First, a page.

Let’s Talk About Gwent, Baby

Like many Witcher 3 players, Gwent hooked me. It became a serious, dangerous addiction. My time as Geralt of Rivia more closely resembled a Magic player hitting the pro-circuit than the monster hunter I was supposed to be. However, after awhile I had the strategies mastered, the strongest cards were my trophies, and I had slaughtered the best players (literally in some cases). I needed a new challenge, the AI wasn’t cutting it anymore. To get my ultimate high from Gwent I would need a human opponent.

So I did the only thing available at the time. I bought The Witcher 3: Hearts of Stone Special Edition expansion pack, which came with two physical Gwent decks. The only fallacy of my plan was getting somebody that had never heard of The Witcher to play this game with me. Jump ahead to E3 2016 when CD Projekt Red announces Gwent as a standalone game and my hopes for a challenging game of Gwent rebounded.

Well this week, I’m checking out of rehab and double dosing with the Gwent beta on Xbox One.

To explain a little about Gwent if you are unfamiliar, the premise is simple; play a higher amount of strength than your opponent, with a finite amount of cards, in a best of three game. The appeal of this game comes from the idea that you don’t have to simply overpower your opponent every round. There are a myriad of tricks at your disposal to bluff, hide, and outplay your way to victory. As with every game, Gwent is easy to learn, hard to master.

The differences between playing Gwent in Witcher 3 and playing Gwent®: The Witcher Card Game, as it’s officially titled, are enough that the detailed tutorials at start of the game are welcome, but veteran players should be able to jump into a game and get the gist of it. A majority of the changes that I noticed come from card abilities. In the premier entry of Gwent, cards only had a handful of abilities, whereas in this installment card abilities come in a variety of flavors. While perusing all of the new cards I could feel the gears turning in my head thinking of the deck possibilities and card combos that could be put together.

When I actually made my way to matchmaking, the whole experience seemed very cohesive. Sound design is particularly exceptional with the inclusion of prominent Witcher-esque sound effects and a delightful soundtrack. I haven’t been to any Celtic/Scandinavian taverns, but I imagine the local music to resemble something to what I heard while playing.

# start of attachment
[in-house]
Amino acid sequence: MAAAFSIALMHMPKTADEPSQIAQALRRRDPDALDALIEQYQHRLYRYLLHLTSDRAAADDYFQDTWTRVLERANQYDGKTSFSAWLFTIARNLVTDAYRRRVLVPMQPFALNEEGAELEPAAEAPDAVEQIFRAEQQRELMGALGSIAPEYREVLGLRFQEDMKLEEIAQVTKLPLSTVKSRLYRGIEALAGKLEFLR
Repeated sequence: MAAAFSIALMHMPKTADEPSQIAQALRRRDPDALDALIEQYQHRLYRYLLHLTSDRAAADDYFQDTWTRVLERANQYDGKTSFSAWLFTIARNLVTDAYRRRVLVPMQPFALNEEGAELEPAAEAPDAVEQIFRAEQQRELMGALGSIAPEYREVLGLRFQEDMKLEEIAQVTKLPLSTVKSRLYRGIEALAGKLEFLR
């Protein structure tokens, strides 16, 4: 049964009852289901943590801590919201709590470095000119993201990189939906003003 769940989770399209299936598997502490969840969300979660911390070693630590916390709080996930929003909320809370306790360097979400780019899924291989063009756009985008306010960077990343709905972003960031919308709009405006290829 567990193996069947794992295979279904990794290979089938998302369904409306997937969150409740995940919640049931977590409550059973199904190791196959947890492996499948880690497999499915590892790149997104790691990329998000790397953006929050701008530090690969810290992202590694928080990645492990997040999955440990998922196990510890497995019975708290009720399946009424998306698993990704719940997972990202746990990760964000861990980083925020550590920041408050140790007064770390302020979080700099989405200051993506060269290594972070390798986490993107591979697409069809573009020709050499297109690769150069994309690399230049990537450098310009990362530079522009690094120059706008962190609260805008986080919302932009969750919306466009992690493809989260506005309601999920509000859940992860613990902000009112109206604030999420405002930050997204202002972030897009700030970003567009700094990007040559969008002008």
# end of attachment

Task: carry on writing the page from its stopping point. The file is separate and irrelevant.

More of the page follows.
Art displayed on cards is also quite good, however, I did enjoy the taller tarot card aesthetic of the Gwent cards in Witcher 3. On the downside of card art, the initial Geralt card has an amazing motion to it that not very many other cards share. Understandably, I bet they are saving these card animations for the rarer cards to have in common.

Gameplay is smooth and quick with a timer that keeps the pace going and matches kept to rather brief engagements. The surprisingly standout aspect of my Gwent experience was how balanced games were. I never had a significant losing streak while playing and matches nearly always went to a third round, often nail bitingly close, sometimes even coming down to a one point difference in score.

Rewards from winning matches include in-game currencies of ore and scrap. Ore is used to buy booster packs, which they keep cards in kegs for some reason, and scrap is used to craft new cards. My witcher senses are telling me that microtransactions will make an appearance in this game, although I am still on the fence as to if this will be a free-to-play game or a retail release.

Either way this game releases, I only came up with four things I would like to see changed:

  1. Add a vibration sensitivity setting (this is nitpicky but also strangely distracting). The current vibration setting is either so strong it could topple buildings or completely off. Vibration is nice because it gives you a nice jolt to let you know it’s your turn, but it doesn’t need give me a heart attack while I’m plotting my next move.
  2. Look at adding different methods for leveling up. Currently, you have to win a set amount of matches before you are granted your next level. I would certainly like to see different amounts of experience awarded for close matches, winning with certain decks or cards, or even bonuses for winning streaks.
  3. Stat tracking. Hopefully in the final release we will see lists, on lists, on lists of statistical data. Win/Loss ratio, decks used, win percent against factions. All good and interesting to have.
  4. I want some emotes up in here. Right now the only communication you have against your opponent is telling them “Good Game” after a match (which, by the way, gives you a bonus of ore or scrap if you get a GG). I would really like to express if my rival made a good move or be sly if I have something else stuck up my sleeve.

Besides these small grievances, I have had a lot of fun with Gwent and expect to use my beta access to its full potential. I am also very interested to see if it can get and maintain a solid amount of players. Right now with cross platform play between Xbox and PC I never had to wait more than 45 seconds to find a match. Also, with many large developers releasing their own brand of collectible card game, Gwent should have substantial competition between Magic, Hearthstone, and fellow newcomer, Elder Scrolls: Legends. Luckily, the free-to-play nature of these games allow them to be non-exclusive and players should feel free to dabble in any of the available options.

Final Word: The Gwent beta showed off a well put together, balanced, addictive experience that’ll appeal to fans of The Witcher series and collectible card games.

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